In addition, a method is provided in a device that operates in a radio frequency band that is shared by multiple devices comprising steps of monitoring activity in the frequency band; classifying signals detected in the frequency band from the information representing activity in the frequency band; and controlling operation of the device based on the type of signals occurring in the frequency band according to spectrum policies.
 Further still, a system for managing spectrum usage by one or more devices in a radio frequency band, comprising a radio receiver capable of receiving energy across substantially the entire radio frequency band; a spectrum analysis device coupled to the radio receiver that generates information describing activity in the frequency band based on signals output by the radio receiver; and a processor coupled to the spectrum analysis device that processes the information output by the spectrum analysis device to classify signals detected in the radio frequency band.
 In addition, in the context of spectrum policies, a method is provided for generating spectrum policies useful to manage use of a frequency band that is shared by multiple devices, comprising steps of receiving information generally describing devices operating in a frequency band; generating spectrum policies that define how at least one device is to utilize the frequency band in the presence of the other described devices. This method may be implemented by instructions encoded on a processor readable medium that, when executed by a processor, cause the processor to perform those steps.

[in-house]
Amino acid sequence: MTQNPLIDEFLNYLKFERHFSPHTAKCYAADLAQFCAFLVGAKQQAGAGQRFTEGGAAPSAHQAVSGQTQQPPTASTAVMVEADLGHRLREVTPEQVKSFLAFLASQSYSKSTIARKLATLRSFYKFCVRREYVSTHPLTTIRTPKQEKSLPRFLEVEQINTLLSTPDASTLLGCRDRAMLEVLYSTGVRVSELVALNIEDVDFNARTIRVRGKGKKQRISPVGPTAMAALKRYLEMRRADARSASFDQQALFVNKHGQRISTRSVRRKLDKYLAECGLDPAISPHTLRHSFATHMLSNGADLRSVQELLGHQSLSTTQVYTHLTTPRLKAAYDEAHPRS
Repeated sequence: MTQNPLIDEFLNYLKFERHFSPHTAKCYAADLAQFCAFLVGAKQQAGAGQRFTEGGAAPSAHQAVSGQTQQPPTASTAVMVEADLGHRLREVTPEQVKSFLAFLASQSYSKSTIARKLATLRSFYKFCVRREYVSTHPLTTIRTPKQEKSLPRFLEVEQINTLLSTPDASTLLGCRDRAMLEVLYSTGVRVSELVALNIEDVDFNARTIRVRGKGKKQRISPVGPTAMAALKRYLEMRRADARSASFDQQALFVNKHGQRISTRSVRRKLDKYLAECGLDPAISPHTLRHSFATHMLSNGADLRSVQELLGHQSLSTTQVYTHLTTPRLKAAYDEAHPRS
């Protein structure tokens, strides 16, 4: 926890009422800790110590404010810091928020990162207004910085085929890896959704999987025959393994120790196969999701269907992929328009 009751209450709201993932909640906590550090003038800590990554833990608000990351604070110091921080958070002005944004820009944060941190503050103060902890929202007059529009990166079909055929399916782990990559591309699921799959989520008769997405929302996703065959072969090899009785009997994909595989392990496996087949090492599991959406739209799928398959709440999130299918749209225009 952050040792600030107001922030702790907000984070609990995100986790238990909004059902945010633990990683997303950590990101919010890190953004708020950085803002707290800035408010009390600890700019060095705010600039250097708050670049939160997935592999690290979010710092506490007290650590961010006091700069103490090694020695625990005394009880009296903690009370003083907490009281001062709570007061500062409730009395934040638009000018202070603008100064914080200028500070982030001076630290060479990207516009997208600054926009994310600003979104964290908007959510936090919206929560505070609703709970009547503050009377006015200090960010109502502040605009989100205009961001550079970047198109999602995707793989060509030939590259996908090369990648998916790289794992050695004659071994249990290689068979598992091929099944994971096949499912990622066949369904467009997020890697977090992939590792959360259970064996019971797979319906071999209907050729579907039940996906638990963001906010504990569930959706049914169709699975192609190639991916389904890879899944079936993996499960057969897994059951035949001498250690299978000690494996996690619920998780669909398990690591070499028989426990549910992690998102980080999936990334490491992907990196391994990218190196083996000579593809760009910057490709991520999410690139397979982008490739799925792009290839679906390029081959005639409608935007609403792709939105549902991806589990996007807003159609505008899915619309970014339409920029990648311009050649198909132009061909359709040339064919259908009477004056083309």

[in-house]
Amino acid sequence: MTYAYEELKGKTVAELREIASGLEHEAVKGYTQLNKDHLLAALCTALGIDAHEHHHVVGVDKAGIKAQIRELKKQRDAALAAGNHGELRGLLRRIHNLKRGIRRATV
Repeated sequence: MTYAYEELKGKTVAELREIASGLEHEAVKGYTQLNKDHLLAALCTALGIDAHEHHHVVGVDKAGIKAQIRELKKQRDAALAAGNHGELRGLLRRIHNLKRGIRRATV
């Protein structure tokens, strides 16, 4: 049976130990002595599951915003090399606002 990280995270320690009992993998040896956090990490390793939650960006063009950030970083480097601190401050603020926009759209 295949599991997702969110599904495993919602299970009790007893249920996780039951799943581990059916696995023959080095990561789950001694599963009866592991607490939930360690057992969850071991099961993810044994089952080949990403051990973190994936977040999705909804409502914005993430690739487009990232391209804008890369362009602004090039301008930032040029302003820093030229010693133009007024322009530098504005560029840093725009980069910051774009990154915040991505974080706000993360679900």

Moreover, a system is provided for managing use of a radio frequency band shared by multiple devices, comprising a first device that operates in the radio frequency band and a computing device. The first device comprises a radio receiver capable of receiving energy across substantially the entire radio frequency band; a spectrum analysis device coupled to the radio receiver that generates spectrum activity information describing activity in the frequency band based on signals output by the radio receiver; a first processor coupled to the radio transceiver and the spectrum analysis device that executes a first level of one or more software programs to manage use of the spectrum analysis device and radio transceiver; and a second processor coupled to the first processor that executes a second level of one or more software programs to process spectrum analysis data generated by the spectrum analysis device. The computing device comprises a processor that executes a third level of one or more software programs that exchange information with and manage the second level of one or more software programs. The first device and the second device may be coupled by a wireless link or a wired link.